In September 2009 the FDA lifted the clinical hold on Heplisav and Dynavax initiated a new phase III trial of Heplisav in patients with chronic kidney disease, as the FDA had indicated that Heplisav might have an acceptable risk/benefit profile in this subpopulation. The company initiated the HBV-16 trial in early 2010 as a "lot-to-lot consistency trial" which was also intended to expand the safety database. While this was not initially portrayed as a registrational efficacy trial, it appears that Dynavax used it as a Trojan Horse to sneak another phase III efficacy trial for general population past the FDA despite the previous clinical hold.

Subsequent to the latest phase III trial results, Dynavax announced their intention to submit an initial BLA for the general population of adults over 40, followed by a supplemental BLA for chronic kidney disease patients after the initial BLA was approved. This plan came despite what appeared to be a drastic and uncompromising view by the FDA in 2008 that Heplisav had an unacceptable risk/benefit profile except for specific hyporesponding subsets. Then in February 2012 Dynavax announced after a pre-BLA meeting with the FDA that the Heplisav submission would be expanded to adults aged 18-70. It now appeared that the FDA had completely retraced their position on Heplisav safety, abandoning all prior restrictions to Heplisav usage.

Fast forward to November 2012 and the FDA Advisory Committee meeting on Heplisav. Based on the buzz from the street, it seemed that any prior FDA concerns about autoimmune adverse events were forgotten and a strongly positive vote was practically a foregone conclusion. Never mind the 2008 clinical hold, never mind the prior drastic restriction on Heplisav usage handed down by the FDA, never mind the dramatic dilution Dynavax utilized to build a huge 160M war chest ahead of the meeting. Of course, it turned out that these were all warnings to dump the position ahead of an eventual 8-5 committee vote that Dynavax had not convincingly demonstrated Heplisav's safety.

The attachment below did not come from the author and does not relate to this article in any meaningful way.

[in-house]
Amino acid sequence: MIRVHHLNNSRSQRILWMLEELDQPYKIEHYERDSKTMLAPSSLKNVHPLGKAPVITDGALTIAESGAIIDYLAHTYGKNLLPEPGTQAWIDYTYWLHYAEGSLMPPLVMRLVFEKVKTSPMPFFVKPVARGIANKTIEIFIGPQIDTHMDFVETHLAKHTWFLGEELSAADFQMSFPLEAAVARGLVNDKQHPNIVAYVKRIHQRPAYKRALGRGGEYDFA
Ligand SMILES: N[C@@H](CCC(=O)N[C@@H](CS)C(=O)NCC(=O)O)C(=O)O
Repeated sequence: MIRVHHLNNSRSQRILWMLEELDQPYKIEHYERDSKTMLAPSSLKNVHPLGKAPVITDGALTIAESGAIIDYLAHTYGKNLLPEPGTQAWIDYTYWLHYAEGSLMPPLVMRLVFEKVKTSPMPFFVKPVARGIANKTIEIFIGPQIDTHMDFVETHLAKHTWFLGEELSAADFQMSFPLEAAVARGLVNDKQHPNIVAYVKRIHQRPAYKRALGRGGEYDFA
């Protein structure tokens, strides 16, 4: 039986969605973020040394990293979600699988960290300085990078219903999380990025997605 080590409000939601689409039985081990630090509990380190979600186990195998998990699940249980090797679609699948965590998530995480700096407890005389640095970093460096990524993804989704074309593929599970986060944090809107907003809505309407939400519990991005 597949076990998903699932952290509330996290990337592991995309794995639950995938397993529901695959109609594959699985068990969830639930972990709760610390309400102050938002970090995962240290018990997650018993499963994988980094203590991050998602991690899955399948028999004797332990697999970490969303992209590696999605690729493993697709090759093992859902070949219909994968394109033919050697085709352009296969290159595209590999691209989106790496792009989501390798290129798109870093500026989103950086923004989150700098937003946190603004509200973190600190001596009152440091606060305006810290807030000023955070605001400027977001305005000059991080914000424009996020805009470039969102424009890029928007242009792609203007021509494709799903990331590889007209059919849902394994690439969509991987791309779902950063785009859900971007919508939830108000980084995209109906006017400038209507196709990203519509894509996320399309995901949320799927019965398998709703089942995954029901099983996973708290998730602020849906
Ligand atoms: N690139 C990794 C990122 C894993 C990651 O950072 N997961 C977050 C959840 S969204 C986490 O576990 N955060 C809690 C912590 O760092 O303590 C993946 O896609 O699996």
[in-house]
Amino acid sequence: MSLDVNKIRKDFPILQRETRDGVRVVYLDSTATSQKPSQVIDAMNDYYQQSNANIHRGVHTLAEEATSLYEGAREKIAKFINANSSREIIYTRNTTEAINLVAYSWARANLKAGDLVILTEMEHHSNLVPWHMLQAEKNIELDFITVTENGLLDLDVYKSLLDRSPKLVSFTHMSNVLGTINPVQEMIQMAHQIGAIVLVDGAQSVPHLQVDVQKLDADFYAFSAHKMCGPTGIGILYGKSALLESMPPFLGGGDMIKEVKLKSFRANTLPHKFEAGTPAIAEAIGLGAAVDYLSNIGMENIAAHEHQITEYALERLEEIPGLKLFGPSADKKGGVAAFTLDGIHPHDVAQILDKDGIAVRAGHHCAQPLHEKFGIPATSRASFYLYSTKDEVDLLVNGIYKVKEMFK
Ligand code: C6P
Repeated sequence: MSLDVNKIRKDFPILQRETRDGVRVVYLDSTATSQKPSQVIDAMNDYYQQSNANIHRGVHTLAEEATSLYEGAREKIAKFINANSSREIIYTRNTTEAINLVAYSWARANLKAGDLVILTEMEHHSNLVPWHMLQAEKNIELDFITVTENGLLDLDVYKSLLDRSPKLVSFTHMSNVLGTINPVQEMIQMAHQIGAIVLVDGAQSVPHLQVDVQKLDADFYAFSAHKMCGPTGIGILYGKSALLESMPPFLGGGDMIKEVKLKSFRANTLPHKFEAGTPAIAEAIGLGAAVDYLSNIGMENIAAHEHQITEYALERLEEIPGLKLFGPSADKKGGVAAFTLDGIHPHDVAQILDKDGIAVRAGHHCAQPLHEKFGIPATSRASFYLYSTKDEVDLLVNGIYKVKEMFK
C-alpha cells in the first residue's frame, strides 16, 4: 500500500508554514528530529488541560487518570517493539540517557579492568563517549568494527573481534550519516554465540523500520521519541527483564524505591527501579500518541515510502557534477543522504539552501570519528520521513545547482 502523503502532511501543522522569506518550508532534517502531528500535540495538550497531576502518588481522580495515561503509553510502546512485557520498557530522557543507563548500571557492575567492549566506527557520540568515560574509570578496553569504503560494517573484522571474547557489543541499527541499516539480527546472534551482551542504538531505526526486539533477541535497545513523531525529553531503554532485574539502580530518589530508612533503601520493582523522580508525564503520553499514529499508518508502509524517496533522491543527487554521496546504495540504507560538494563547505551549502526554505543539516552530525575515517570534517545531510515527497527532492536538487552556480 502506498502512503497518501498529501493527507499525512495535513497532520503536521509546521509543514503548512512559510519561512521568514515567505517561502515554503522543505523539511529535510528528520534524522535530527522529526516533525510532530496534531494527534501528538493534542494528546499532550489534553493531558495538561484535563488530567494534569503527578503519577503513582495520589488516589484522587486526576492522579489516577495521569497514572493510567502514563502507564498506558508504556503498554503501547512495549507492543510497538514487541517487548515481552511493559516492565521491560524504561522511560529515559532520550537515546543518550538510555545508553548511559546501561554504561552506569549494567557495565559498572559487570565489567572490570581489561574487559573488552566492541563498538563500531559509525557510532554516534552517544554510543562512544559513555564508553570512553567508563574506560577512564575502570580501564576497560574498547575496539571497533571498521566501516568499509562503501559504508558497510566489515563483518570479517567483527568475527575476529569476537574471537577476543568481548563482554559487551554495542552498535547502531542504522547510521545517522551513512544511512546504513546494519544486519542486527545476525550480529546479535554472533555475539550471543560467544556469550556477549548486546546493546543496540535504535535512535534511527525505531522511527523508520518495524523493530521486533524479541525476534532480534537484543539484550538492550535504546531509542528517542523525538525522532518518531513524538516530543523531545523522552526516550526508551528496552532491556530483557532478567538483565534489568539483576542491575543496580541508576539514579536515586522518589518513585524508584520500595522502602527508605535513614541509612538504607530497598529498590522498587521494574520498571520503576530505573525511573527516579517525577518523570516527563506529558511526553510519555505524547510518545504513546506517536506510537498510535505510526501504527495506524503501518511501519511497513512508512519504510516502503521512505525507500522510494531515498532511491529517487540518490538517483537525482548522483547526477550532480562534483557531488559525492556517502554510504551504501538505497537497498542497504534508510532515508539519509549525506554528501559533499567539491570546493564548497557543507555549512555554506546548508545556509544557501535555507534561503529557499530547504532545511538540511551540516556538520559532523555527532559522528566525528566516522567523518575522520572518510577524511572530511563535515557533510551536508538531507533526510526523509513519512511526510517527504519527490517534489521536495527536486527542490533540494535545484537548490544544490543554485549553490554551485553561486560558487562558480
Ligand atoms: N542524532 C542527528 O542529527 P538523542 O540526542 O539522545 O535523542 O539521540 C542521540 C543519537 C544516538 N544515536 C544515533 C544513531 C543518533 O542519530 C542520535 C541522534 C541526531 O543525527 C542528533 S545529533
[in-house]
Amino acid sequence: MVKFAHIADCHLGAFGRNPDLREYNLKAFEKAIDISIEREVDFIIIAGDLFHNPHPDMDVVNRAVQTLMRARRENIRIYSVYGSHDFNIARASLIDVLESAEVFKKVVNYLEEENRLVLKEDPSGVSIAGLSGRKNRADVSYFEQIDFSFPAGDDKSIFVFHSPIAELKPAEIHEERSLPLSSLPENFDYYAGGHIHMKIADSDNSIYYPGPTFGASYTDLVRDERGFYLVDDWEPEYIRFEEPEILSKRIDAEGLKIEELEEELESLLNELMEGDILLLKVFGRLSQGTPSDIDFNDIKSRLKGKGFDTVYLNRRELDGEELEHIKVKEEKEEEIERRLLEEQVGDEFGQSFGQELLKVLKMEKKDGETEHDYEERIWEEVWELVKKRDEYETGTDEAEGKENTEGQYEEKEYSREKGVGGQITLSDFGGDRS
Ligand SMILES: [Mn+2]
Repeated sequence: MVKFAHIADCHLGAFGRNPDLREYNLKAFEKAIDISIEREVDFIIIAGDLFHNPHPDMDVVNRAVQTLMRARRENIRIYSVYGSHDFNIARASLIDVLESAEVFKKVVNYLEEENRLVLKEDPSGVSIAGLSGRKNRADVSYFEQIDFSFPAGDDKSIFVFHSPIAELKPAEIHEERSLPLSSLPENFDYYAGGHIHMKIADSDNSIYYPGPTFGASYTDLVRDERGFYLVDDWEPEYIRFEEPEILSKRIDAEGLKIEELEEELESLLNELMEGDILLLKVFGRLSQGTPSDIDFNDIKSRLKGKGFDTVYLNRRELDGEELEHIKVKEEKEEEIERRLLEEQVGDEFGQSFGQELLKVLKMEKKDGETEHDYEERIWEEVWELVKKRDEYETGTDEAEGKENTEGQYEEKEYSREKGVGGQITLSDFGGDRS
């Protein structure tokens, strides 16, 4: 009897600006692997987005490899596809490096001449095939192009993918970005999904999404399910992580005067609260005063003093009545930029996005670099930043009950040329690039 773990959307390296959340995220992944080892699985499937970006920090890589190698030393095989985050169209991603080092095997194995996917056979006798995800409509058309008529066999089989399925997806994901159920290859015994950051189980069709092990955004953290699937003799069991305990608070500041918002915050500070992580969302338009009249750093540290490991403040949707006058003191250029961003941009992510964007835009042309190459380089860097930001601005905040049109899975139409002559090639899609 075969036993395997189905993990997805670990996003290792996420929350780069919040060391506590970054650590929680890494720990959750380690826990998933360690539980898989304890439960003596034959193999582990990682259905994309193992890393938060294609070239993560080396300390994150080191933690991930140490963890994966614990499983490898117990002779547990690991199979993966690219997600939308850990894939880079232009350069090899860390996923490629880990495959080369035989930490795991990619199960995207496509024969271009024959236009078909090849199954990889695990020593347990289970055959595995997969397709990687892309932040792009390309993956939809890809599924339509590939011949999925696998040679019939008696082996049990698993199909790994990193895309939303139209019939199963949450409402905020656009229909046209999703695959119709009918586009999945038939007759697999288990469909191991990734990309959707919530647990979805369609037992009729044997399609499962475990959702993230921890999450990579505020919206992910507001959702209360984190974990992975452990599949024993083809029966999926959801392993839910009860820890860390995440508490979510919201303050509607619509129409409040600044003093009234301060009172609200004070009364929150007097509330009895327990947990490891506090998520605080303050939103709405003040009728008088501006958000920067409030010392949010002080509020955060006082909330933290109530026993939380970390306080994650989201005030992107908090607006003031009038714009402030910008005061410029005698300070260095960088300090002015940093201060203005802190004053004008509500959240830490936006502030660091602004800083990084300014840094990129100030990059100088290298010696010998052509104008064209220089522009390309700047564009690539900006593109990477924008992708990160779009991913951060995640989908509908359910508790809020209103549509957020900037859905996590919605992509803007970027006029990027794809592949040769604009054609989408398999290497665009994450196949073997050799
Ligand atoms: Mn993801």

The vote decimated the share price and was a great pick in after hours with a low around 1.7. The degree of the drop was excessive considering that a lot of large funds and institutions are now deeply underwater on the trade and will be working overtime to push the share price back up prior to the PDUFA on 2/24/13. We'll be hearing a lot between now and the PDUFA about how the FDA briefing documents didn't raise concerns about adverse autoimmune events, and how the Ad Comm chairman was conflicted by ties to GSK (maker of Engerix), and various other reasons why Heplisav will get first pass FDA approval.

Personally, I wouldn't bet on it. Heplisav represents a nice upgrade to the current array of hep B vaccines but it's far from indispensable. Historic measurements of seroprotection by Engerix B and Recombivax-HB are substantially better than the findings in Dynavax's trials. I think it's very unlikely that the FDA will go against a safety recommendation from their own Advisory Committee for a solution to a problem (hep B vaccine efficacy) that may not even exist. Dynavax has already enjoyed a substantial rebound from the lows after the Ad Comm vote and is likely to move even higher before the PDUFA. But if you're underwater on this stub I wouldn't cross my fingers and hold through the PDUFA. This time, head for the lifeboat.